Sound recordings and videos may be deposited in digital format.[19]  However, they must always be submitted in a medium that allows the public to see them, and with any password or other information necessary to access them.[20]  Similarly, software and databases must be submitted in a medium that allows their use, and with any password or other information necessary for use or access.[21]

Cinematographic works that are meant to be shown in movie theaters must be deposited with the CNC.[22]  Other movies on a photochemical medium (i.e., film), particularly movies made for purposes of information, training, or promotion, are also to be deposited with the CNC if at least six copies have been produced for viewing by an audience.[23] For most movies subject to deposit with the CNC, two copies must be provided: one in a photochemical medium, and another in digital format.[24]  The digital copy must be provided on an unencrypted hard disk or USB key.[25]

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IV. Digital Deposit of Internet Websites and E-Books

Electronic publications and internet content have been subject to legal deposit in France since 2006.[26] 

A. Internet Archiving

Internet legal deposit applies to “all types of publications disseminated on the internet: institutional or personal websites, free or paid-access periodicals, blogs, commercial websites, video platforms or digital books.”[27]  In principle, everything that is published on the internet in France is subject to legal deposit.[28]  In practice, this means that the legal deposit obligation applies to websites registered under a “.fr” top-level domain, and to any website edited by persons or organizations domiciled in France.[29]

Contrary to legal deposit of traditional printed works and other non-internet-based material, legal deposit of websites does not require any action on the part of their editors.[30]  Instead, the BnF principally relies on automatic archiving via an open-source “crawler-bot” software called Heritrix.[31]  This automatic archiving proceeds through a sampling method based on “criteria aimed at ensuring the best possible representation” of content.[32]  It appears that the BnF conducts two types of website collecting.  The first consists of bulk automatic harvesting to collect “snapshots” of websites belonging to the French domain.[33] The second type consists of focused crawls based on a selection of sites and centered on a particular event (such as a particular election), or a given theme (such as “blogs, sustainable development, Web activism”).[34]  If content is found to be inaccessible at the moment of capture—whether for technical reasons (such as password-protected contents) or commercial reasons (such as paid-access or subscription-based content)—the BnF may contact the website editor to find technical solutions on a case-by-case basis.[35]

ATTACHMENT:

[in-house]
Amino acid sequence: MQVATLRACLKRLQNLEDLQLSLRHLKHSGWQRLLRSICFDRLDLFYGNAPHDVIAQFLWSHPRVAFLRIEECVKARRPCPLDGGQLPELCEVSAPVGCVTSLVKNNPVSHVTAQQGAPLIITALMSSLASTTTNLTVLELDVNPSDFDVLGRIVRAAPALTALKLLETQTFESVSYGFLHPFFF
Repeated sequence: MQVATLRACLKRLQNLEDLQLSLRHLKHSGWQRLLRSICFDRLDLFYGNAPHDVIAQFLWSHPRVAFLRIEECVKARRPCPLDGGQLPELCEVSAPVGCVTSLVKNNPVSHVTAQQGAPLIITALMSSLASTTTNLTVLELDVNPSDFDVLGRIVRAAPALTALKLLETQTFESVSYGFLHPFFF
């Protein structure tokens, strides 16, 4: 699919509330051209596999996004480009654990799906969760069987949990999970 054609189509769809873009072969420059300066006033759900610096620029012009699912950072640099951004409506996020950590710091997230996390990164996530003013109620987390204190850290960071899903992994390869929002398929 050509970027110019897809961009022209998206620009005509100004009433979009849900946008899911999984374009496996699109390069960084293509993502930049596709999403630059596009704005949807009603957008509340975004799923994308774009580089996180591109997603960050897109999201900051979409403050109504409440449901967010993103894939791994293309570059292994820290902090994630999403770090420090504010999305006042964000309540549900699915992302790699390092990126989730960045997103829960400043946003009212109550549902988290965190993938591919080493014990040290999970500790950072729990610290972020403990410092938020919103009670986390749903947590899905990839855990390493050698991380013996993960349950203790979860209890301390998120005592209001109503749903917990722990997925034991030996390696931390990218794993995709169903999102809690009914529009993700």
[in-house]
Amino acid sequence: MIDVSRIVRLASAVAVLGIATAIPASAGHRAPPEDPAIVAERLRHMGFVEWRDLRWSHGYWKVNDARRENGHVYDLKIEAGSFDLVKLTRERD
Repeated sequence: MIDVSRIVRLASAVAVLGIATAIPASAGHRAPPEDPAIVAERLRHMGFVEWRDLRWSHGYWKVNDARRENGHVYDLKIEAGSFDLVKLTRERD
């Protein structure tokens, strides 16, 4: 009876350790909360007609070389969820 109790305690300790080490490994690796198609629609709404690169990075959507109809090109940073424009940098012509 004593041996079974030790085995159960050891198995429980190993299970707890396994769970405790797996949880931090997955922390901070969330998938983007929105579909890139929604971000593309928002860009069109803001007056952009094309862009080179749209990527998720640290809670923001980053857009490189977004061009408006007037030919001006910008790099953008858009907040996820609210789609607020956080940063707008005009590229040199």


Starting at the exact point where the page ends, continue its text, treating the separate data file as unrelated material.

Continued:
The Heritage Code requires that internet content be collected “at least once a year.”[36]  The BnF’s website states that “several collection sessions occur throughout the year,” and that “each year, several million sites are thus captured, to a depth determined in advance (of the order of a few thousand files per website).”[37] 

B. Electronic Books

The BnF does not collect electronic books (e-books) individually, but rather collects them through their publishing websites during its regular website harvests.[38]  An e-book’s publisher therefore does not have to take any specific action for the legal deposit to take place.[39]  Since the BnF cannot guarantee that its collecting efforts will be exhaustive, however, publishers may proactively communicate the URLs of their e-books to the BnF.[40]

As mentioned above, books published in both electronic and paper formats must be deposited in both media.[41]  In other words, when a book is published both in electronic and physical formats, the fact that it was published as an e-book (and therefore would presumably be collected by the BnF during a website harvest) does not relieve the editor or publisher from the duty to deposit a physical copy with the BnF.

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Prepared by Nicolas Boring
Foreign Law Specialist
July 2018


[1] Dépôt légal [Legal Deposit], Bibliothèque nationale de France [BnF] [National Library of France] (Aug. 10, 2016), http://www.bnf.fr/fr/professionnels/depot_legal.html, archived at https://perma.cc/7UAG-8W4W.